Articles | Volume 13, issue 3
Nat. Hazards Earth Syst. Sci., 13, 779–793, 2013
https://doi.org/10.5194/nhess-13-779-2013

Special issue: 13th Plinius Conference on Mediterranean Storms: disasters...

Nat. Hazards Earth Syst. Sci., 13, 779–793, 2013
https://doi.org/10.5194/nhess-13-779-2013

Research article 26 Mar 2013

Research article | 26 Mar 2013

Coupled climate model simulations of Mediterranean winter cyclones and large-scale flow patterns

B. Ziv1, Y. Kushnir2, J. Nakamura2, N. H. Naik2, and T. Harpaz1 B. Ziv et al.
  • 1Department of Natural Sciences, The Open University of Israel, Israel
  • 2Lamont-Doherty Earth Observatory, The Earth Institute, Columbia University, New York, USA

Abstract. The study aims to evaluate the ability of global, coupled climate models to reproduce the synoptic regime of the Mediterranean Basin. The output of simulations of the 9 models included in the IPCC CMIP3 effort is compared to the NCEP-NCAR reanalyzed data for the period 1961–1990. The study examined the spatial distribution of cyclone occurrence, the mean Mediterranean upper- and lower-level troughs, the inter-annual variation and trend in the occurrence of the Mediterranean cyclones, and the main large-scale circulation patterns, represented by rotated EOFs of 500 hPa and sea level pressure.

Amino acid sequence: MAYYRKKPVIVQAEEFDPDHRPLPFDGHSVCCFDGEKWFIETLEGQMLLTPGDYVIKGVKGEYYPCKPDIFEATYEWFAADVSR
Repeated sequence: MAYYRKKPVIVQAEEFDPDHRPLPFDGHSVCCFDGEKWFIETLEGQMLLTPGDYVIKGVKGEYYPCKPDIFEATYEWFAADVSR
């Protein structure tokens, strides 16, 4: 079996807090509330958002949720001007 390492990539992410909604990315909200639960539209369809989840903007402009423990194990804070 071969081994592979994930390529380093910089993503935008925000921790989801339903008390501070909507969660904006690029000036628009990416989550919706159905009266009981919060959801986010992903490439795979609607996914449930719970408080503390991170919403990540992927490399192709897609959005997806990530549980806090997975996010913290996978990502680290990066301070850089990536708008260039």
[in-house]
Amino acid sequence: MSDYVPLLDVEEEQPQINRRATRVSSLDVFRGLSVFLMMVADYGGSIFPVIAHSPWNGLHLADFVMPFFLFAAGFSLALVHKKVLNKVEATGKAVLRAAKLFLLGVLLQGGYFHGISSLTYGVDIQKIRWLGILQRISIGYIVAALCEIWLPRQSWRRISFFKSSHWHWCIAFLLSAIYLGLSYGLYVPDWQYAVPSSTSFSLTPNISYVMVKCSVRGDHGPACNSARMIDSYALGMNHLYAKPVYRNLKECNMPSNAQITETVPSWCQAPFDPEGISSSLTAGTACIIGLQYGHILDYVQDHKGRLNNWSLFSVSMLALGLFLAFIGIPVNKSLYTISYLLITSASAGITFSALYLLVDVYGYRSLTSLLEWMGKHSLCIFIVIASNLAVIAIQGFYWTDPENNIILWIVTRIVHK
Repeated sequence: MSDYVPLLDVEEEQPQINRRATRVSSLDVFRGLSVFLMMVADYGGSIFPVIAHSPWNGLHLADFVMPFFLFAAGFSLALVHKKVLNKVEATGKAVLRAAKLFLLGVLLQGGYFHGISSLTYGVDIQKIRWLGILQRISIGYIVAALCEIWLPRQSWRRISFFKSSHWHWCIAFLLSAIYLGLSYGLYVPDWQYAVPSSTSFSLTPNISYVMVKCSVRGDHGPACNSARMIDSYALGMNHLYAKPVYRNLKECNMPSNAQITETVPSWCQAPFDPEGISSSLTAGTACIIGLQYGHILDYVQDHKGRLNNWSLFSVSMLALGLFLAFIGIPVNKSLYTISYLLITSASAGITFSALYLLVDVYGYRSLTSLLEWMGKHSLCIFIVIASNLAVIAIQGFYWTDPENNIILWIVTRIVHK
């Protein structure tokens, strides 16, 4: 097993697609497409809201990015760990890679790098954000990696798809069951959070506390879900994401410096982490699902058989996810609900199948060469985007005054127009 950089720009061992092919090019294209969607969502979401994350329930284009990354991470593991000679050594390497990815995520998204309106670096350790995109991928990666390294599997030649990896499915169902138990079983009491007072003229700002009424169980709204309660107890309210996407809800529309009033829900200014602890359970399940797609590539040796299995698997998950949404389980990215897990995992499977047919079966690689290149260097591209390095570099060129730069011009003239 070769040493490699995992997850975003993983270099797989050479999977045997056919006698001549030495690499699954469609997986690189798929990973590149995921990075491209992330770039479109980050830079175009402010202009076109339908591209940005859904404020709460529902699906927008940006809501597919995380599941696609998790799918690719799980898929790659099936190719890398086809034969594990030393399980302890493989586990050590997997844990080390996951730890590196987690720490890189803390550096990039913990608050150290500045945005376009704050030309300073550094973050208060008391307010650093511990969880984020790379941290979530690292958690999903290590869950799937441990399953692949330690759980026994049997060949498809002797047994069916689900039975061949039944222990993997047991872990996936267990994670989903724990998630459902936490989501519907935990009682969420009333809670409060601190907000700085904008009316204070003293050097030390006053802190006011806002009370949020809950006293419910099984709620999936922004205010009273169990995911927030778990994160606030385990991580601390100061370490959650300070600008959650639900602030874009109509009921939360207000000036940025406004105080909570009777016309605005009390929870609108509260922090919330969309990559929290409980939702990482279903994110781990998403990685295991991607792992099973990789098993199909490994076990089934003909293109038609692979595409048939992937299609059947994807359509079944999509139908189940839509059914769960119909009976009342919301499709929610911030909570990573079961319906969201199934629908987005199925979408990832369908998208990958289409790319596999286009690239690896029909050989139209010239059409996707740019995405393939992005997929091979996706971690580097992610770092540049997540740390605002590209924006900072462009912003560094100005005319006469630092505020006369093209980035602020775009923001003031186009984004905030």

The models reproduce successfully the two maxima in cyclone density in the Mediterranean and their locations, the location of the average upper- and lower-level troughs, the relative inter-annual variation in cyclone occurrences and the structure of the four leading large scale EOFs. The main discrepancy is the models' underestimation of the cyclone density in the Mediterranean, especially in its western part. The models' skill in reproducing the cyclone distribution is found correlated with their spatial resolution, especially in the vertical. The current improvement in model spatial resolution suggests that their ability to reproduce the Mediterranean cyclones would be improved as well.

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